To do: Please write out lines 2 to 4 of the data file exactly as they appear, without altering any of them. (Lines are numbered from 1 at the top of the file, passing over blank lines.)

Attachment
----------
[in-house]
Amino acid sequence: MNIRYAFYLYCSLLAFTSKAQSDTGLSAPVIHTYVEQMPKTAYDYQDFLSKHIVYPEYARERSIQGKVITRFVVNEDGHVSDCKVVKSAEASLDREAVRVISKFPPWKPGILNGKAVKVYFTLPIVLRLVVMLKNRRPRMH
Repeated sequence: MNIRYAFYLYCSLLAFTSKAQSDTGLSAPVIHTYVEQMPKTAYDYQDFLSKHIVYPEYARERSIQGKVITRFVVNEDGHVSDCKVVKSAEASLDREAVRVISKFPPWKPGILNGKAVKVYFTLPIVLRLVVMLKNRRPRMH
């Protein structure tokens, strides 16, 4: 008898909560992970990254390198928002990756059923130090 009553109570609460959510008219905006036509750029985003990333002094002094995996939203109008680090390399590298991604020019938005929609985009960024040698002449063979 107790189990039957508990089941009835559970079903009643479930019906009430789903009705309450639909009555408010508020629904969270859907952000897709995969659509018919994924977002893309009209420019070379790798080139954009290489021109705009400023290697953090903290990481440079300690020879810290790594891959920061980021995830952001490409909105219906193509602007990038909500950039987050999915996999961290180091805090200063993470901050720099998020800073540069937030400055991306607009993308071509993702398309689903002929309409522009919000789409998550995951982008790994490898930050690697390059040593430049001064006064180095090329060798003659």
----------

Amino acid sequence: MNIRYAFYLYCSLLAFTSKAQSDTGLSAPVIHTYVEQMPKTAYDYQDFLSKHIVYPEYARERSIQGKVITRFVVNEDGHVSDCKVVKSAEASLDREAVRVISKFPPWKPGILNGKAVKVYFTLPIVLRLVVMLKNRRPRMH
Repeated sequence: MNIRYAFYLYCSLLAFTSKAQSDTGLSAPVIHTYVEQMPKTAYDYQDFLSKHIVYPEYARERSIQGKVITRFVVNEDGHVSDCKVVKSAEASLDREAVRVISKFPPWKPGILNGKAVKVYFTLPIVLRLVVMLKNRRPRMH
């Protein structure tokens, strides 16, 4: 008898909560992970990254390198928002990756059923130090 009553109570609460959510008219905006036509750029985003990333002094002094995996939203109008680090390399590298991604020019938005929609985009960024040698002449063979 107790189990039957508990089941009835559970079903009643479930019906009430789903009705309450639909009555408010508020629904969270859907952000897709995969659509018919994924977002893309009209420019070379790798080139954009290489021109705009400023290697953090903290990481440079300690020879810290790594891959920061980021995830952001490409909105219906193509602007990038909500950039987050999915996999961290180091805090200063993470901050720099998020800073540069937030400055991306607009993308071509993702398309689903002929309409522009919000789409998550995951982008790994490898930050690697390059040593430049001064006064180095090329060798003659």